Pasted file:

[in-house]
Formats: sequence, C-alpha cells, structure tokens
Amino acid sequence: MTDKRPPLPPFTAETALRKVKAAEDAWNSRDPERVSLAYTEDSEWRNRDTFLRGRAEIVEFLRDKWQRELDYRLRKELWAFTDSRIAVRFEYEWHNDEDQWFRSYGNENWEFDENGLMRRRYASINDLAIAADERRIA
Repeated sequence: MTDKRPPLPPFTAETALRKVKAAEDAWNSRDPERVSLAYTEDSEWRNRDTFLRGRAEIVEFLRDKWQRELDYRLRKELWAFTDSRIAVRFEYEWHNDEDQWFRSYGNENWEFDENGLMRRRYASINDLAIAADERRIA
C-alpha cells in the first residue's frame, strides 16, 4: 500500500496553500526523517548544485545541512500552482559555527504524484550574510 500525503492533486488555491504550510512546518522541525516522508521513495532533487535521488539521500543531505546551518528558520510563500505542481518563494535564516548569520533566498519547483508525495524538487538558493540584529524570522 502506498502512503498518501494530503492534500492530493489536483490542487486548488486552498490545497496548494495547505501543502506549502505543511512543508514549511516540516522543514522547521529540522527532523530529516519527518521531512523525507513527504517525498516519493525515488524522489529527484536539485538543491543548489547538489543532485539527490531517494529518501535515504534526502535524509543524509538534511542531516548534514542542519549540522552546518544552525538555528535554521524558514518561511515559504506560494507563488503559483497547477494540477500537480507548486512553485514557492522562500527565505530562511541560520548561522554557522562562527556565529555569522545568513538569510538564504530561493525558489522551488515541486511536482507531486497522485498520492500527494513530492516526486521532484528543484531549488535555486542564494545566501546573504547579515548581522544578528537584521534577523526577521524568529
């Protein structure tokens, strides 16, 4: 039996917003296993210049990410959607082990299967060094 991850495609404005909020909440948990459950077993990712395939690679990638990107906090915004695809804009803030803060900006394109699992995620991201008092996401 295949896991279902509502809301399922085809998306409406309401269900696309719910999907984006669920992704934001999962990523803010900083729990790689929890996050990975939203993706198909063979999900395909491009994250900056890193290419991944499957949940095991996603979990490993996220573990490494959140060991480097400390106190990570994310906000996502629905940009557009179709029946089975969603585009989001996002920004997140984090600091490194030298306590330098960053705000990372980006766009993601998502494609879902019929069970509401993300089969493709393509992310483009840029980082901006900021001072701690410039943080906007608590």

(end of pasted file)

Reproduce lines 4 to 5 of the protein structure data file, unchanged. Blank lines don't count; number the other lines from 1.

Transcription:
Repeated sequence: MTDKRPPLPPFTAETALRKVKAAEDAWNSRDPERVSLAYTEDSEWRNRDTFLRGRAEIVEFLRDKWQRELDYRLRKELWAFTDSRIAVRFEYEWHNDEDQWFRSYGNENWEFDENGLMRRRYASINDLAIAADERRIA
C-alpha cells in the first residue's frame, strides 16, 4: 500500500496553500526523517548544485545541512500552482559555527504524484550574510 500525503492533486488555491504550510512546518522541525516522508521513495532533487535521488539521500543531505546551518528558520510563500505542481518563494535564516548569520533566498519547483508525495524538487538558493540584529524570522 502506498502512503498518501494530503492534500492530493489536483490542487486548488486552498490545497496548494495547505501543502506549502505543511512543508514549511516540516522543514522547521529540522527532523530529516519527518521531512523525507513527504517525498516519493525515488524522489529527484536539485538543491543548489547538489543532485539527490531517494529518501535515504534526502535524509543524509538534511542531516548534514542542519549540522552546518544552525538555528535554521524558514518561511515559504506560494507563488503559483497547477494540477500537480507548486512553485514557492522562500527565505530562511541560520548561522554557522562562527556565529555569522545568513538569510538564504530561493525558489522551488515541486511536482507531486497522485498520492500527494513530492516526486521532484528543484531549488535555486542564494545566501546573504547579515548581522544578528537584521534577523526577521524568529